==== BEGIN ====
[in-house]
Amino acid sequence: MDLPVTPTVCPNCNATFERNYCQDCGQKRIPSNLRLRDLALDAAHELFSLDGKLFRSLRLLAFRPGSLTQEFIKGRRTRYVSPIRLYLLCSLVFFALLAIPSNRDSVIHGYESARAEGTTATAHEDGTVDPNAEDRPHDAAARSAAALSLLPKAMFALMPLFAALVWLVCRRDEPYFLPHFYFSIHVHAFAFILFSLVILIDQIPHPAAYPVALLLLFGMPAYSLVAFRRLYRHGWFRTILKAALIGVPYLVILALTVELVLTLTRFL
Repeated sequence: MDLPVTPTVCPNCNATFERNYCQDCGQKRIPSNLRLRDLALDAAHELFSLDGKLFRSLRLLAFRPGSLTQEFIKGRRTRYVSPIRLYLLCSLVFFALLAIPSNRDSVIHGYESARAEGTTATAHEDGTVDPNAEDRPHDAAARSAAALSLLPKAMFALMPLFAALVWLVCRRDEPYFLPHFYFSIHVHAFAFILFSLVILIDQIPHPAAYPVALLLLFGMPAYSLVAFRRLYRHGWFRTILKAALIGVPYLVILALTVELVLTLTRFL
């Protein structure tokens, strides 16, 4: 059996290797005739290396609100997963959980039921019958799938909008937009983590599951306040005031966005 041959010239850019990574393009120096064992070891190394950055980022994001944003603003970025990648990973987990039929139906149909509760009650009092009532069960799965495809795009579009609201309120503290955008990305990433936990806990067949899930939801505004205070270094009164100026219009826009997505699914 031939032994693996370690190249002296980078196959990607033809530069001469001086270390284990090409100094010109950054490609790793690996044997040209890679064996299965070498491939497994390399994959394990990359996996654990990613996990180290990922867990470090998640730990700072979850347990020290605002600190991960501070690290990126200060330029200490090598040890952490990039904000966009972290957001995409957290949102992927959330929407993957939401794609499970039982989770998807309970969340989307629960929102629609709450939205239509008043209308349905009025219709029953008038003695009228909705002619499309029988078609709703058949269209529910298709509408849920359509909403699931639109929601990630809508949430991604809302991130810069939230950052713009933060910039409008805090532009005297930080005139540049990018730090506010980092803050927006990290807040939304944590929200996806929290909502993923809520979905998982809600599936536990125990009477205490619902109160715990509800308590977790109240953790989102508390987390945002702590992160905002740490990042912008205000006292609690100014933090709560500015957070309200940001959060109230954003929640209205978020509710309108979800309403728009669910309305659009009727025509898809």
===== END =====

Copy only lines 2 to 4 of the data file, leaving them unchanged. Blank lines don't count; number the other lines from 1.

Amino acid sequence: MDLPVTPTVCPNCNATFERNYCQDCGQKRIPSNLRLRDLALDAAHELFSLDGKLFRSLRLLAFRPGSLTQEFIKGRRTRYVSPIRLYLLCSLVFFALLAIPSNRDSVIHGYESARAEGTTATAHEDGTVDPNAEDRPHDAAARSAAALSLLPKAMFALMPLFAALVWLVCRRDEPYFLPHFYFSIHVHAFAFILFSLVILIDQIPHPAAYPVALLLLFGMPAYSLVAFRRLYRHGWFRTILKAALIGVPYLVILALTVELVLTLTRFL
Repeated sequence: MDLPVTPTVCPNCNATFERNYCQDCGQKRIPSNLRLRDLALDAAHELFSLDGKLFRSLRLLAFRPGSLTQEFIKGRRTRYVSPIRLYLLCSLVFFALLAIPSNRDSVIHGYESARAEGTTATAHEDGTVDPNAEDRPHDAAARSAAALSLLPKAMFALMPLFAALVWLVCRRDEPYFLPHFYFSIHVHAFAFILFSLVILIDQIPHPAAYPVALLLLFGMPAYSLVAFRRLYRHGWFRTILKAALIGVPYLVILALTVELVLTLTRFL
């Protein structure tokens, strides 16, 4: 059996290797005739290396609100997963959980039921019958799938909008937009983590599951306040005031966005 041959010239850019990574393009120096064992070891190394950055980022994001944003603003970025990648990973987990039929139906149909509760009650009092009532069960799965495809795009579009609201309120503290955008990305990433936990806990067949899930939801505004205070270094009164100026219009826009997505699914 031939032994693996370690190249002296980078196959990607033809530069001469001086270390284990090409100094010109950054490609790793690996044997040209890679064996299965070498491939497994390399994959394990990359996996654990990613996990180290990922867990470090998640730990700072979850347990020290605002600190991960501070690290990126200060330029200490090598040890952490990039904000966009972290957001995409957290949102992927959330929407993957939401794609499970039982989770998807309970969340989307629960929102629609709450939205239509008043209308349905009025219709029953008038003695009228909705002619499309029988078609709703058949269209529910298709509408849920359509909403699931639109929601990630809508949430991604809302991130810069939230950052713009933060910039409008805090532009005297930080005139540049990018730090506010980092803050927006990290807040939304944590929200996806929290909502993923809520979905998982809600599936536990125990009477205490619902109160715990509800308590977790109240953790989102508390987390945002702590992160905002740490990042912008205000006292609690100014933090709560500015957070309200940001959060109230954003929640209205978020509710309108979800309403728009669910309305659009009727025509898809």